I asked Andrew what he thought this week's Writing Wednesday should feature, and he told me I should explain the difference between affect and effect and the times when you should use one or the other.
I'll keep this week's post short and sweet, but please feel free to ask any questions!
Affect is a verb, so you need to use it when action is taking place or someone/something is being influenced. Here are a few examples of affect used correctly in a sentence:
- She didn't let John's snarky remark affect her.
- Global warming affects climates around the world.
- The constant partying until 2 a.m. was affecting Walter's job performance.
Effect is usually used as a noun, which is one of the easiest ways to distinguish between the two. You can also think of it as a result of something. Here are a few ways you would use it in a sentence:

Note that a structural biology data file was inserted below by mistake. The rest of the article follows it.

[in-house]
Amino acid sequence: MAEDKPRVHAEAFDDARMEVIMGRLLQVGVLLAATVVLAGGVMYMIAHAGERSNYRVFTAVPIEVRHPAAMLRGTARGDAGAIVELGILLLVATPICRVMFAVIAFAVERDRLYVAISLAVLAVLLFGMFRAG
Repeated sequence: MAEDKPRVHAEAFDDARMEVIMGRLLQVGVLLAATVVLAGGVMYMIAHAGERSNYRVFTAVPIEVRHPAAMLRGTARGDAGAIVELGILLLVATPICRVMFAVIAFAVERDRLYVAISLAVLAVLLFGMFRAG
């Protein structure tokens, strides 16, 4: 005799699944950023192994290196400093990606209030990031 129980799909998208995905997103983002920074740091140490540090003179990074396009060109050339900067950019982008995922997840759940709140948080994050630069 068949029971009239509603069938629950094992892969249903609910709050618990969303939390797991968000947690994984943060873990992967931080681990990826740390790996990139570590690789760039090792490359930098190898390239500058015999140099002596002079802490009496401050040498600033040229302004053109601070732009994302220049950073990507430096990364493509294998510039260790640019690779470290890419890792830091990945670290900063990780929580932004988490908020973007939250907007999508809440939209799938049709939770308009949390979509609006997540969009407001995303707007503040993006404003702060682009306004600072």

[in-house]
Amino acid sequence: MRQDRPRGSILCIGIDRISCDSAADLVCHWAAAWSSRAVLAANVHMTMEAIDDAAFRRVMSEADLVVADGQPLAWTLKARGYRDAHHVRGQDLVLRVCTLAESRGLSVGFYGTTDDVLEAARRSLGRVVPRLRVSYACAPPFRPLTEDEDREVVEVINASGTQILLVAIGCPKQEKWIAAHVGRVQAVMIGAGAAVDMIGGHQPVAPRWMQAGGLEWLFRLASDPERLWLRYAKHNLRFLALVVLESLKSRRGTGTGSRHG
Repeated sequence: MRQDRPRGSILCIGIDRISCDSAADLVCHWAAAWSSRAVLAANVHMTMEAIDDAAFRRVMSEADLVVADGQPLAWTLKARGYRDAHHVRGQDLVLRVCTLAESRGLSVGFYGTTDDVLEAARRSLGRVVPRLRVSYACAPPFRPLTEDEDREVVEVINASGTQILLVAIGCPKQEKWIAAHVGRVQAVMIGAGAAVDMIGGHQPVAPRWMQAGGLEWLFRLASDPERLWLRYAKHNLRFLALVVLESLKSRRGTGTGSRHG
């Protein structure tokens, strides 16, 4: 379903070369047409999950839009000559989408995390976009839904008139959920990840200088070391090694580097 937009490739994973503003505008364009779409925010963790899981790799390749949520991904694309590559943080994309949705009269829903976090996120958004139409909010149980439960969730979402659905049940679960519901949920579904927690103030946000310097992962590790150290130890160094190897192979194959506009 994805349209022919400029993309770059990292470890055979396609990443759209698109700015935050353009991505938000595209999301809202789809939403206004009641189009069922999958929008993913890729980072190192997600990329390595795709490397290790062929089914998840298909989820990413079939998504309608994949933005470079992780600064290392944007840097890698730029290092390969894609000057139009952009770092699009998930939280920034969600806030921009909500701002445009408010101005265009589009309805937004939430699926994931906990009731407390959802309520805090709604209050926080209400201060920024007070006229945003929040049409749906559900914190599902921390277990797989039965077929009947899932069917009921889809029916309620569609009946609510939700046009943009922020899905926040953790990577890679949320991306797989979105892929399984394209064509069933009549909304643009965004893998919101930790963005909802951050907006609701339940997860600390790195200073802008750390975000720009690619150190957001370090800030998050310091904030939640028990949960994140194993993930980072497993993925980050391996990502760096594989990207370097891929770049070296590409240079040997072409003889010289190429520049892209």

- The movie Jurassic Park had a tremendous effect on Lindsay as a young girl.
- I think Lord of the Rings had awesome sound effects.
- What effect does the cost of gasoline have on your catering business?
Notice that I said effect is usually a noun. One exception to that rule is in the sentence "You have the power to effect change." In this case, effect is a verb that means "to bring about," which goes back to its definition of "result" or "outcome." However, this isn't used frequently.
Still confused? I like to think of affect as the reason something is happening or the action (Lindsay's braces are affecting her self-esteem) and effect as the result of the action (Lindsay's braces have an effect on her ability to chew properly). You can go even further and think action = affect and end = effect.
I hope that was helpful. Do you have any tips on how you remember the difference between the two — or other questions about the words? I'd love to hear your ideas!